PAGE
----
Who hears the persecuted church?
Our leaders should take a firm stance on anti-Christian violence
Life is difficult as a Pakistani Christian. Technically, one has freedom of religion. In reality, one is just a vexatious complaint away from mob violence or state persecution.
As I write, a church is burning in Jaranwala in Punjab. Someone, it has been reported, has been accused of violating the Quran. We might not think this should be a crime to begin with. But even if we do, a crime demands due process, no?
Not in Jaranwala. Rumours have been enough for a mob of irate Muslims to assault the church and harass Christians, with police officers being powerless or indifferent.
Alas, such extrajudicial violence is nothing new. This year, a man was lynched in a police station after being accused of desecrating pages of the Quran. “After lynching,” said a police spokesman, “They were still not satisfied and tried to burn his body.” In 2022, 80 people had to be arrested after a mob killed an alleged blasphemer and hung him from a tree. Two months earlier, a Sri Lankan national had been beaten to death and burned over similar charges. Onlookers were then seen taking selfies with his corpse.
You don’t have to be an alleged blasphemer yourself to be in the firing line. Salman Taseer was a businessman and politician who criticised Pakistan’s blasphemy laws. This was enough for one of his bodyguards to shoot him to death.
Far from taking action against such unhinged vigilantism, Pakistan’s authorities have strengthened their blasphemy laws. Insulting Muhammad or Islam as a faith already carried the potential for a death sentence. This year, the Pakistan National Assembly added that insulting Muhammad’s wives, companions or relatives could be punished with ten years in jail.
Pakistan is far from being the only country where Christians are facing persecution. Christian women are allegedly being abducted in Egypt. Savage violence is being perpetrated against Nigerian Christians by Fulani herdsmen.
What adds insult to injury is the all but serene indifference of the West
What adds insult to injury is the all but serene indifference of the West towards the suffering of believers in its traditional faith. The Jaranwala church attack has not hit the Western news, with the BBC’s “World” section finding time to mention Alec Baldwin’s film set shooting but not vigilante violence. One hopes, of course, that this will be rectified soon — but the murders of hundreds of Christians in Nigeria never left the religious press.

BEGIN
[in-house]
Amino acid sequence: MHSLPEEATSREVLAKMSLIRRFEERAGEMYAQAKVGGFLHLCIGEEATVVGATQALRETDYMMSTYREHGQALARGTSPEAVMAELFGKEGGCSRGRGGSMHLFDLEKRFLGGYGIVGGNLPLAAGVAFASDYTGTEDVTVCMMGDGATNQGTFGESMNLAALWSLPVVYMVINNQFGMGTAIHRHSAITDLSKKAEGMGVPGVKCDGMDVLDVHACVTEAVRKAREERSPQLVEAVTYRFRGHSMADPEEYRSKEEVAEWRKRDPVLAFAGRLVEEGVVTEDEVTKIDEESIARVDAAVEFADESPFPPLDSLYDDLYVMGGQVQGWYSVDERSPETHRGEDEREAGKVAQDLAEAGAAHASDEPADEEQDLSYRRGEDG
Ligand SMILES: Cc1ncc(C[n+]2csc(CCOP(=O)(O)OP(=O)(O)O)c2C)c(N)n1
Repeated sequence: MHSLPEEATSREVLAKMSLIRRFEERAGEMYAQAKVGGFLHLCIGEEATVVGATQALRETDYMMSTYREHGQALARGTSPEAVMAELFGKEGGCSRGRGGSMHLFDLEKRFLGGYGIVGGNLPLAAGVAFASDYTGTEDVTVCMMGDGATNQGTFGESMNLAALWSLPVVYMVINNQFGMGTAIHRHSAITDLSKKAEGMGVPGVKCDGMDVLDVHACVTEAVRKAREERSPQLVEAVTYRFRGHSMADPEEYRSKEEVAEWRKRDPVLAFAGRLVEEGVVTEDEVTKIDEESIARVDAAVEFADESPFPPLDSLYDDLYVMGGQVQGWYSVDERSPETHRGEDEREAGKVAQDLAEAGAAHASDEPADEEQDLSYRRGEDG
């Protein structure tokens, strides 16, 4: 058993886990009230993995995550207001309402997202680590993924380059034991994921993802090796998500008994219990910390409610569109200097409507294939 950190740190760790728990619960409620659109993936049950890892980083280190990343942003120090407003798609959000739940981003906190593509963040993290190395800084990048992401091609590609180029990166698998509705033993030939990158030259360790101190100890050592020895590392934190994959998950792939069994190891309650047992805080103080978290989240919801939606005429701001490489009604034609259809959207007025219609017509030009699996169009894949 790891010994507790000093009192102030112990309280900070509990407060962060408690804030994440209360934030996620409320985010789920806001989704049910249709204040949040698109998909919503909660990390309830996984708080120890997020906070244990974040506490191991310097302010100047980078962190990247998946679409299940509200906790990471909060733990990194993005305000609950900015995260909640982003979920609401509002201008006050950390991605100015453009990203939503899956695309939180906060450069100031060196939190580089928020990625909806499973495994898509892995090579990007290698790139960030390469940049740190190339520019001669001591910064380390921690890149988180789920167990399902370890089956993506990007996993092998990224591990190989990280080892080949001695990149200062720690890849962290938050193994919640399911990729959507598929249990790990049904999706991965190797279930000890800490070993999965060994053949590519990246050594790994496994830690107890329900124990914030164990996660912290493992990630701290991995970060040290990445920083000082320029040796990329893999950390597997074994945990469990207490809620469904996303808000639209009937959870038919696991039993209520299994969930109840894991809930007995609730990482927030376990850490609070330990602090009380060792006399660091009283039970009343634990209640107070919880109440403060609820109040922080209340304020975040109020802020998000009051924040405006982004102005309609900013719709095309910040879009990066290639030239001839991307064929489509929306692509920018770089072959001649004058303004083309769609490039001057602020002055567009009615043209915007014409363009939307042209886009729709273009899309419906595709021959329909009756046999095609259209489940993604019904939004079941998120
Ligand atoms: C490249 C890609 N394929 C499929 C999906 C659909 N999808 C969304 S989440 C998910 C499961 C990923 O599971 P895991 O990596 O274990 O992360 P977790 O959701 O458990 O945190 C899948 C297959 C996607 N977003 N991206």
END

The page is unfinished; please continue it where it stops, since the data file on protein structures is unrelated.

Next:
Granted, what are we supposed to do about it is a valid question. Well, Pakistan and Nigeria are both in the top three recipients of UK aid. If that doesn’t give us diplomatic leverage with which to demand stronger protection for the persecuted, as well as legal reforms, what does it give us? If we can’t convince them to resist mob violence and terrorism then it’s hard to know what we are going to achieve.
Within the UK, we should also treat this dreadful violence as a sobering reminder not to indulge in excessive conciliation in the face of affronted religious feelings. That doesn’t mean we have to be enthusiastically offensive. But it means we should defend citizens who face threats over real and alleged incidents of blasphemy — like the teacher who was forced into hiding in Batley for showing his students a drawing of Muhammad, or the students in Wakefield who, outrageously, were suspended and condemned for inadvertently scuffing a copy of the Quran. We have an understandable instinct towards soothing displeasure from religious minorities, assuming it expresses the predicament of the underprivileged. But we can see how minorities are treated in Pakistan when hot censorious emotions are allowed to run riot. Such violent rancour deserves no understanding.
British politicians should demand that the Pakistani authorities step in to stop the violence in Jaranwala. I don’t know if blasphemy was committed against a copy of the Quran. But if burning a church doesn’t count as blasphemous then I don’t know what does.
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